Initially a weak pencil-like tornado near the Bell-Williamson County line, the funnel rapidly intensified into a 3/4 mile wide multi-vortex storm at around 3:45 PM CDT.

Its first damage occurred three minutes later at 3:48 PM CDT in the northwestern portion of Jarrell striking Double Creek Estates. It later moved into a wooded area before dissipating after damaging numerous trees.[2]

Grass and soil in fields near Jarrell were ripped out of the ground to a depth of 18 in (46 cm). When the tornado crossed county roads outside Jarrell, it tore a 500-foot (152 m) length of asphalt from the roads.[2]

About 40 structures were completely destroyed by the tornado and dozens of vehicles were lifted in the air and tossed, some thrown more than half a mile. Many researchers, after reviewing aerial damage photographs of Double Creek Estates, considered the Jarrell storm to be the most violent tornado, in terms of damage intensity, that they had ever seen. Most of the homes in the tornadoes path were well-constructed and bolted to their foundations: the tornado left only the slab foundations.[5] Several entire families were killed in the tornado, including all five members of the Igo family and all four members of the Moehring family.[6]

There were 27 human fatalities in the Double Creek subdivision. In addition, about 300 cattle were killed by the storm.

About 10 minutes prior to the main event, eye-witnesses spotted additional tornadoes north and west of Jarrell.

Numerous vehicles sought shelter underneath various overpasses as the tornado formed and strengthened, turning Interstate 35 into a virtual parking lot. Texas Highway Patrol worsened the traffic jam by stopping both northbound and southbound traffic in anticipation of the tornado moving southeastward and crossing the highway. Had the tornado abruptly changed direction, the death toll could have been much higher as nearly five miles of traffic and hundreds of people were trapped on the highway with no route of escape. However, the tornado moved parallel to Interstate 35 for nearly its entire lifespan in a south-southwestward direction, a very rare occurrence.

Tornado's are to be feared for sure.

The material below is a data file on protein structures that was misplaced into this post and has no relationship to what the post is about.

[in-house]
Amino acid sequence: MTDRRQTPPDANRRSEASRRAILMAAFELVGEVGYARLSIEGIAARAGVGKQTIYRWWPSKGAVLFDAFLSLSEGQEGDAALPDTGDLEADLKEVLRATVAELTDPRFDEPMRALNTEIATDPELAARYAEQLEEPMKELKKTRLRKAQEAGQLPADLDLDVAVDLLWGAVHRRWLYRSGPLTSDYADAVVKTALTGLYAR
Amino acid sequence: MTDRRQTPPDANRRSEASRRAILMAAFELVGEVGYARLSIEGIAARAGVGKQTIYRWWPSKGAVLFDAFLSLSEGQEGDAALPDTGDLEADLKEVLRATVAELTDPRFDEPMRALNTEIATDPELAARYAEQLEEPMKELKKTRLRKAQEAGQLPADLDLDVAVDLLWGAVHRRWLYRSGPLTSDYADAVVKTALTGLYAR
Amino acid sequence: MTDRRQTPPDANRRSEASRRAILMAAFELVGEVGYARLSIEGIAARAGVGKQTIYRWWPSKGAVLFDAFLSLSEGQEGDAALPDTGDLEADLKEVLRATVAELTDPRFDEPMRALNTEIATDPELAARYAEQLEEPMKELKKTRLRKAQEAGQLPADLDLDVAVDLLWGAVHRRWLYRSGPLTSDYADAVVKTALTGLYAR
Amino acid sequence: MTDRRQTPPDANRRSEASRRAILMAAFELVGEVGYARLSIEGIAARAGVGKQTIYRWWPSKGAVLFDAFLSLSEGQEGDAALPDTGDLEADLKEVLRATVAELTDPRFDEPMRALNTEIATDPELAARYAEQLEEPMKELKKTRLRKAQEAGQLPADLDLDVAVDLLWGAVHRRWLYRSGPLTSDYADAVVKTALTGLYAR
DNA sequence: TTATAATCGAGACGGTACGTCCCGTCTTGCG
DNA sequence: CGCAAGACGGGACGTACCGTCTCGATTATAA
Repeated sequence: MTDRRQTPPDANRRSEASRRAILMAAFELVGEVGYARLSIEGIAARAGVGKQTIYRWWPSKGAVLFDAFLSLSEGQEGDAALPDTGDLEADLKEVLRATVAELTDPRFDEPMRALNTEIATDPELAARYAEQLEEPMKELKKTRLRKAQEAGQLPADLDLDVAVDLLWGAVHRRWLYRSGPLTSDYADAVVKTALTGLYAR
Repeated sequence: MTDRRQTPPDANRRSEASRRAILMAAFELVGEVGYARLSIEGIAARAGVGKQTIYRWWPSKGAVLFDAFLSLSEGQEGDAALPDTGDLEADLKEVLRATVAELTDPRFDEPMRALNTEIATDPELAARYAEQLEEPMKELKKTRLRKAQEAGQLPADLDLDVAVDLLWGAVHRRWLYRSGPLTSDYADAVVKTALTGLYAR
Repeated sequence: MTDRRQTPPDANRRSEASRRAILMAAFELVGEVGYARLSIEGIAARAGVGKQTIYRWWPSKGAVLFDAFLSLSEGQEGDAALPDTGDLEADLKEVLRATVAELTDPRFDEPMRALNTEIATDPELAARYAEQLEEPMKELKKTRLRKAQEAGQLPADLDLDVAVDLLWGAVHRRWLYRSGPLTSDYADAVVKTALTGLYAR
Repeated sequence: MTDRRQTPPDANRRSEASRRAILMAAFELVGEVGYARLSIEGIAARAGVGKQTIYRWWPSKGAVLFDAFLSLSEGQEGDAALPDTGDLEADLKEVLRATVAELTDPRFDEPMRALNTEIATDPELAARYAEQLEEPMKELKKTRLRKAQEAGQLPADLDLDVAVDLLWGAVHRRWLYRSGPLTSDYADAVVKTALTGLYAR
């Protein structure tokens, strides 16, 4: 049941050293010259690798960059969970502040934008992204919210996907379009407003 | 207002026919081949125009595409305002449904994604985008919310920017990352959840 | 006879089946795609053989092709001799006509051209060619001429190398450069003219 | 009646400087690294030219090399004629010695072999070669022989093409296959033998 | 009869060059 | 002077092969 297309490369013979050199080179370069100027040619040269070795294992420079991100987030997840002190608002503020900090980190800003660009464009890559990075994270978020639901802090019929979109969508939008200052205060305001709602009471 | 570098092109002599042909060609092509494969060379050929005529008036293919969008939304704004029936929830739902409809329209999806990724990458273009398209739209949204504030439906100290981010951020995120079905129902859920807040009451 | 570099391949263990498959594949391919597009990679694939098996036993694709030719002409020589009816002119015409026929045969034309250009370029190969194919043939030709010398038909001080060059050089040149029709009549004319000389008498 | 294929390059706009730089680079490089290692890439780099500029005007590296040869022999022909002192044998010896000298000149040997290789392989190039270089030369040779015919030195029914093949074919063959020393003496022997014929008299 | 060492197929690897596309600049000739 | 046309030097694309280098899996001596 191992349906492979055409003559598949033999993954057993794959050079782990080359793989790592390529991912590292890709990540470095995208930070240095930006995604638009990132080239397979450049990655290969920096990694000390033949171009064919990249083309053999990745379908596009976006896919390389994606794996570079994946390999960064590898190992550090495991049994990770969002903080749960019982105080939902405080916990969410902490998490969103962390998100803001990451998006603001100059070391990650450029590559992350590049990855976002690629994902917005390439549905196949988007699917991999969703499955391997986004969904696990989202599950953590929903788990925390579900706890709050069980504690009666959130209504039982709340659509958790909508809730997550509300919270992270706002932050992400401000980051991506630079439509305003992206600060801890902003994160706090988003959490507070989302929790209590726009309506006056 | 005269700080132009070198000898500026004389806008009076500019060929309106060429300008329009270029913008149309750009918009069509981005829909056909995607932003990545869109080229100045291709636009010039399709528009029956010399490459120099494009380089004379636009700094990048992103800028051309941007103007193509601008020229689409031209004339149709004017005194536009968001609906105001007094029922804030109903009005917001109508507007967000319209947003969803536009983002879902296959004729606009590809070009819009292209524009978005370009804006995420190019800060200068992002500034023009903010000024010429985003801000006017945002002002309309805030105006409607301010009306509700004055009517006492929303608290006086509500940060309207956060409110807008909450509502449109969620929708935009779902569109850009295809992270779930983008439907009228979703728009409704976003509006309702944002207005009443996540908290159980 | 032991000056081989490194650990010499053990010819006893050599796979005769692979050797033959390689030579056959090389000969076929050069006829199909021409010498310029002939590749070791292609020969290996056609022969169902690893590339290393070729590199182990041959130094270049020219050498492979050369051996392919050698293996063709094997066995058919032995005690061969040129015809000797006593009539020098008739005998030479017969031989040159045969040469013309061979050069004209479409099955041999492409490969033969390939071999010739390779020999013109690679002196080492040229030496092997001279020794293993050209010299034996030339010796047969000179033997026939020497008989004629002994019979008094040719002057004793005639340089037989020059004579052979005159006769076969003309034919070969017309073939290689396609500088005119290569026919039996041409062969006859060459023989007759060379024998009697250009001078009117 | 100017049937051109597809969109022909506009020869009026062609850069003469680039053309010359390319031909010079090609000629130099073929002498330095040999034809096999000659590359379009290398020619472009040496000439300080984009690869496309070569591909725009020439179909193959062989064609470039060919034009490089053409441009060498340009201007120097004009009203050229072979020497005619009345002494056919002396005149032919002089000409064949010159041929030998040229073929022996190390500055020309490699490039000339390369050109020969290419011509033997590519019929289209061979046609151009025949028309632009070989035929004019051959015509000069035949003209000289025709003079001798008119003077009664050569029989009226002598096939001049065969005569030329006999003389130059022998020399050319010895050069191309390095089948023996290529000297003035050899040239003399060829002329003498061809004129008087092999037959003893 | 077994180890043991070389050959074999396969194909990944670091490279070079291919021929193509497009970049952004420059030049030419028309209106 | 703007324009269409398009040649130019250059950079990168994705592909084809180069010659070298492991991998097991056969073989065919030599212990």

I think it is ironic that you are telling this story a few hours before one is right on the I35 track heading north.

I spent the night at a friends house in Belton Tx and I got an email from him saying all was well, as the storm was a little west of them.
 

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A tip to look for about hail is that when the approaching clouds and sky turn green you can bet there is hail on the way. The roll cloud will appear and the sky will literally turn green and when it does, its time to head for cover.
Good point Isaac. My brother was at Pine Lake AB a few years back when the tornado hit there. He said the same thing, the clouds turned a dirty greenish hue. I've seen cells around here with the horizontal rotor cloud formations but we've been spared so far from the nasty outcome. Two summers ago I went out to check the sky and saw that and bettled it back inside and told the missus we were heading to the basement. She thought I was nuts until the trees were bent almost half over and the roar of the wind was like a 747. The twister touched down about 30 miles northeast of us 20 minutes later.
 

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Pretty scary stuff. The closest I got to it was last year with my wife waiting to get a rear tire installed at Americade and a storm came through. I helped hold down a tent with another dude next to the the Dunlope trailer while the lady owning it cut half of it down to save the main tent from the winds and the rains. When the black clouds and major winds & rain hit it was pretty bad. Watching all the merchants closing down everything and tying everything down scared the daylights out of me.:eek:

The next two pic's are the family cottage 45 minutes north of my house took down a huge tree last year from a tornado. No one was present at the time.
 

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I've lived in Texas all my life, and have lived through several tornadoes. I would echo Dreamweaver's advice on avoiding overpasses--they can serve as a wind tunnel and actually accelerate the effect of the wind. Putting on a motorcycle helmet is an excellent idea. We have a walk-in pantry and I keep a flashlight & weather radio in there for emergencies. I would do my best not to be caught in the open with a tornado bearing down, but if it were unavoidable, the best place to be is away from trees in a depression or ditch.